The Brief – How to lose friends and influence no one

The Brief is EURACTIV's evening newsletter

Curvy cucumbers, Turkey in the EU, uncontrolled migration: all debunked lies exploited by the pro-Brexit campaign. But there’s one aspect of the EU that Leavers could’ve legitimately painted on the side of their bus. And it reared its monstrous head again today.

SelmayrGate is back.

The Martin Selmayr scandal hardly paints the European Commission, plus the rest of the EU, in a particularly flattering light. Today, the European Ombudsman reiterated that his appointment as Secretary-General of the Commission was against EU law.

It crystallises all those accusations levied at the EU over the years when it comes to being a ‘gravy train’ or a bastion of ‘unelected bureaucrats’.

Just a reminder: Selmayr was fast-tracked into the Sec-Gen job (which is not tied to the current Commission and is, essentially, a job for life) and serious concerns were raised about how Juncker et al went about it. The independent Ombudsman says it “did not follow EU law”.

Juncker and his allies may have opened a Pandora’s Box here because the EU purports to be a rules-based entity. That was the line during the Brexit talks and that’s the line when talking to Hungary, Poland and Romania. Break the rules and you’re outta here.

The impact is far-reaching and will affect the European elections. Frans Timmermans, who wants to succeed Juncker, bases his campaign largely on his image as the rule of law paladin. As he is one of the Commissioners who did not vote against Selmayr’s anointment, the accusations of hypocrisy are sure to follow.

To everyone willing to look and see, it is clear that the EU is limited in what it can do to punish offenders. Sanctions take an age to broker and the infamous Article 7 ‘nuclear option’ is a lame duck in that it needs a unanimous decision.

Still, flagrantly breaking your own rules undermines what is already a delicately balanced monolith.

At a micro level, why should other Commission departments hold free and fair hiring processes for top jobs, when the Berlaymont doesn’t? On the global scale, why should other countries follow the EU in sticking to the Paris Agreement on climate change?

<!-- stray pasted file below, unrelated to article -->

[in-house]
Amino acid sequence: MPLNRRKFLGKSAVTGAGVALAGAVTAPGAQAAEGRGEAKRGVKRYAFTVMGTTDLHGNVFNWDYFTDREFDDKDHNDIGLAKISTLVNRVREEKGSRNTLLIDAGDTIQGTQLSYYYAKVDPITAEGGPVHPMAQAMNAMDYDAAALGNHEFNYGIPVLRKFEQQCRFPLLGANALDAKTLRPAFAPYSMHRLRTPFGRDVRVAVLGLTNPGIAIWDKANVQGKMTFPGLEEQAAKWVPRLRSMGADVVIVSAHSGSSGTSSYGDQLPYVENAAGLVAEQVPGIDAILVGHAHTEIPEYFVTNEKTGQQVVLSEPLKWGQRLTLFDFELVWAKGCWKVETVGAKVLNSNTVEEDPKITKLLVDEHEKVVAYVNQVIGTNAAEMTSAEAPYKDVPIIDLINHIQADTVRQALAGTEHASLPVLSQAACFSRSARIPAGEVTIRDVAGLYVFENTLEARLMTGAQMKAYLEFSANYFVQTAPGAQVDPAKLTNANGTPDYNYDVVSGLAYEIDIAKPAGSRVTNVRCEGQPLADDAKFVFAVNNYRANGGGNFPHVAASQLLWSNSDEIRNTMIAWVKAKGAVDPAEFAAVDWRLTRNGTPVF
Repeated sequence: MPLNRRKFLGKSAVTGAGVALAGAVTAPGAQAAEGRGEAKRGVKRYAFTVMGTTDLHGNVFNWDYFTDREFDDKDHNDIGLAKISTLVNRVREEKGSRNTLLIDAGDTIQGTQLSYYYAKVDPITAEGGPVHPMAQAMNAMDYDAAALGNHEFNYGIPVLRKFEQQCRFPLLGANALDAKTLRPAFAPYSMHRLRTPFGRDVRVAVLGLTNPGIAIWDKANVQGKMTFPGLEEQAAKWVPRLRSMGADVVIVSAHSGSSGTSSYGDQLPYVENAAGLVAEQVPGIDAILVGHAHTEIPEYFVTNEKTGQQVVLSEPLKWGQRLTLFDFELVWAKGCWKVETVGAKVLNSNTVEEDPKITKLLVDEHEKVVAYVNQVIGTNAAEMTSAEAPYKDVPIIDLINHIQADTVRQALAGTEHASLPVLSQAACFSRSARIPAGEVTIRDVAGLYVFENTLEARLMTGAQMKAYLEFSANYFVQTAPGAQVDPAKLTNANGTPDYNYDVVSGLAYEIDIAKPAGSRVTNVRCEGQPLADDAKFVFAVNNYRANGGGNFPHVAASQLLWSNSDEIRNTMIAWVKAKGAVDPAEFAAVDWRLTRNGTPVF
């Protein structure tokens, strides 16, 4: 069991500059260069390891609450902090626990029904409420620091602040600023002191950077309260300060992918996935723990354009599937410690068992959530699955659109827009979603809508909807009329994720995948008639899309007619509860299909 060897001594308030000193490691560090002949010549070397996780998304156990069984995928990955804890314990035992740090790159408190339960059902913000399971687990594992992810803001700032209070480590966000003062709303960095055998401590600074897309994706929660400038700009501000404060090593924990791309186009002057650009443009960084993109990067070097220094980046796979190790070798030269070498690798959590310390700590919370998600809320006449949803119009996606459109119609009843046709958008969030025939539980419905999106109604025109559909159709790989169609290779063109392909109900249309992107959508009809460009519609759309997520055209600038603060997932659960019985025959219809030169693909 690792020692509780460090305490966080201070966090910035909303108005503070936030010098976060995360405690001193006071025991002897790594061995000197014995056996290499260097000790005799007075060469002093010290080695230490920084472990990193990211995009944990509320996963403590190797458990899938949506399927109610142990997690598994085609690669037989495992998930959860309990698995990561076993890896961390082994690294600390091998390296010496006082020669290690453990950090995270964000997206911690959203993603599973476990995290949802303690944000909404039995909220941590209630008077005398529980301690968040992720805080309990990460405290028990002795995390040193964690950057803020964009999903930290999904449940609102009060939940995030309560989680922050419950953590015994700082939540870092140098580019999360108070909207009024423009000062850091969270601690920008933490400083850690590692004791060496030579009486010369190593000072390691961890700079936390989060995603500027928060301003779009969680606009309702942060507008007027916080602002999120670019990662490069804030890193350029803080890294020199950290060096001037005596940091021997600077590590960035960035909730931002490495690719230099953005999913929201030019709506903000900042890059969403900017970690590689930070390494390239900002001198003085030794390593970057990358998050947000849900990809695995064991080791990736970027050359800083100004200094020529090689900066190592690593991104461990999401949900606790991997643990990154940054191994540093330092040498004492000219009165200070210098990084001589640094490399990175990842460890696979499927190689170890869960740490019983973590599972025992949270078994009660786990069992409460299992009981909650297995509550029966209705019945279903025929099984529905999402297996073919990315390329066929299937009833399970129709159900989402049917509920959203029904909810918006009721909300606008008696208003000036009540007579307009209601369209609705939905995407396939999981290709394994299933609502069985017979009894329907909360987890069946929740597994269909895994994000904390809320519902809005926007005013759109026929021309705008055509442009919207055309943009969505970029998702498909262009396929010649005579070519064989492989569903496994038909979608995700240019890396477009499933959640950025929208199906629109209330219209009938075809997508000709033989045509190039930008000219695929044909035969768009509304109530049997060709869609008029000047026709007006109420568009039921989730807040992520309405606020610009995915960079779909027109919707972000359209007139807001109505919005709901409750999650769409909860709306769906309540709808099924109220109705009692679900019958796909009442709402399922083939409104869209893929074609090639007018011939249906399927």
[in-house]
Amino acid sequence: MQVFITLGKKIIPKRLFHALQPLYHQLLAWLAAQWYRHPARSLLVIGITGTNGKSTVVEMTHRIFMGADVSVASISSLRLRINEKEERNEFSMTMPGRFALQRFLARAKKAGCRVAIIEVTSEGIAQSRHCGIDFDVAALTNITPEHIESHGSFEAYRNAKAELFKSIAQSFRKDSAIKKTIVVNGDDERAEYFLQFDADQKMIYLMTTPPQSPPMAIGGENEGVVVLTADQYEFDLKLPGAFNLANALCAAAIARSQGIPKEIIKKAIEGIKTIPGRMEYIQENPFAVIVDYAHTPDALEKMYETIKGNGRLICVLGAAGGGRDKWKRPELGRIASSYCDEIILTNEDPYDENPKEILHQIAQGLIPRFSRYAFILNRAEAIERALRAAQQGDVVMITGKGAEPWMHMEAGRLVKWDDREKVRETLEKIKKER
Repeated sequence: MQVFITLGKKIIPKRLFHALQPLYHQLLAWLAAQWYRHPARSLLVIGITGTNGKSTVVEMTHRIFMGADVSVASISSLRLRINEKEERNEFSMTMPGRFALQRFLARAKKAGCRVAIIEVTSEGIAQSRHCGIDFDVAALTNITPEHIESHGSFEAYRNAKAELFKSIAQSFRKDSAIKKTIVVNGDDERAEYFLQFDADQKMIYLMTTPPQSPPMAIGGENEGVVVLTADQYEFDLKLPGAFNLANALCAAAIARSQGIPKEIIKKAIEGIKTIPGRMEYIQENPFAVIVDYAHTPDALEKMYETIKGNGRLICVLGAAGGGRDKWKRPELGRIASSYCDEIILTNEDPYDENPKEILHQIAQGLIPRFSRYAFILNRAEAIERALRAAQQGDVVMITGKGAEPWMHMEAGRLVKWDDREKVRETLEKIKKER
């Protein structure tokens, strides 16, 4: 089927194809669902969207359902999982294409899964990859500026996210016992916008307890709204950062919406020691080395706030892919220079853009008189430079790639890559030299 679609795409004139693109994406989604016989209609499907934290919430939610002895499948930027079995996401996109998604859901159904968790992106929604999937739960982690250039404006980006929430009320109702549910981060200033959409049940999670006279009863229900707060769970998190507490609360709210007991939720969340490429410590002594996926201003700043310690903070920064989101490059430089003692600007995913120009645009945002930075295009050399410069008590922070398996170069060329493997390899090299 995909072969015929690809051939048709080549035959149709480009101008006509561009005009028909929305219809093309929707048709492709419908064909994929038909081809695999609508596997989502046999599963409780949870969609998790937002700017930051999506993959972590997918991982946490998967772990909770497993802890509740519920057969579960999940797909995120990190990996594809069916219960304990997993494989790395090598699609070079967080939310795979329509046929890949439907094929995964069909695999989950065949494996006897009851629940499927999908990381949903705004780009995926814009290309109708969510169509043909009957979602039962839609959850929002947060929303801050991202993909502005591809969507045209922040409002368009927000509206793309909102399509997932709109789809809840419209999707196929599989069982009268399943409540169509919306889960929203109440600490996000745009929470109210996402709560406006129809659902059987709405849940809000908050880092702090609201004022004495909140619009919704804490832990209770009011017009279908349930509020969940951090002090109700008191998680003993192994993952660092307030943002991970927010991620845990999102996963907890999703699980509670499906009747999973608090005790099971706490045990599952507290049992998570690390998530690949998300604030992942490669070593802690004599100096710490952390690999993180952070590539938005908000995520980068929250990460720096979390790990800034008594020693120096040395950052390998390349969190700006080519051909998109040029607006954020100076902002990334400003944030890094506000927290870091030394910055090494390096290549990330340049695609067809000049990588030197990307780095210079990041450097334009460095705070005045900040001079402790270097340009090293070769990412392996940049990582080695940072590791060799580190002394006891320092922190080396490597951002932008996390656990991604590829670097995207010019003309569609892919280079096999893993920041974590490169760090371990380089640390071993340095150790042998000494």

The ripple effect means that this isn’t just about some German guy getting a cushy job at the Commission. It risks cracking the foundations of the EU itself.

The Roundup

by Alexandra Brzozowski

Habemus Eurozone reform (kind of)! After an exhausting 18 hour-negotiation that run into the early hours, finance ministers agreed on a backstop to support the fund to resolve failing banks. However, they struggled for a true eurozone reform deal.

Meanwhile, the Council’s progress in the field of digital tax has been complicated by an attempt from France and Germany to revise the levy to only apply to revenues sourced from online advertising.

This is for sure the happiest you have seen Eurogroup’s Mario Draghi in months. You’re welcome.

In a lash-out towards international institutions and “those bureaucrats here in Brussels”, US Secretary of State Pompeo called for ‘principled realism’ and a new liberal world order while in town. Some took it quite personal.

The UK could halt Brexit unilaterally if the country decides to revoke Article 50 and remain in the EU, the European Court of Justice’s top legal adviser says. Meanwhile, British MPs begin 5-day historic Brexit deal debate before next week’s vote.

And as the Brexit metaphors keep coming our way, fishy issues remain at centre of French Brexit concerns.

Several months before the European elections, the UK’s attempt to leave has unleashed long-standing problems in the EU, a Bulgarian MEP says.

Another MEP finds strong words against the state of play in European debates: Politics has become more aggressive – and social networks are to blame.

After a hot night in Paris, the French government is prepared to back down on carbon tax, which has been criticised by the ‘yellow vests’ since the movement started a month ago.

Nowadays, the success of criminal investigations is increasingly reliant on the ability of law enforcement to obtain electronic evidence.

Faced with the opposition of member states from the Visegrad group, the Juncker Commission made it plain that it has given up on one of its declared goals.

Azerbaijan, a supporter of multilateralism and international cooperation, will chair the Non-Aligned Movement in 2019-2022, with international peace and security as the top priority issues.

Boosting electricity exchanges between EU countries has become a flagship objective of the reform. The Nordics now balk at EU plan to limit cross-border electricity trade.

Curious how EU leaders use Instagram and Co.? Just the same as millennials, it appears from this study.

Look out for…

With the Romanian Council Presidency looming on the horizon, Commission chief Jean-Claude Juncker meets Romania’s Prime Minister Viorica Dăncilă in Brussels tomorrow.

Remember to enter our caption contest! There’s plenty of competition already, from MEPs to the hacks of Brussels. We know you can come up with the goods though.

Views are the author’s

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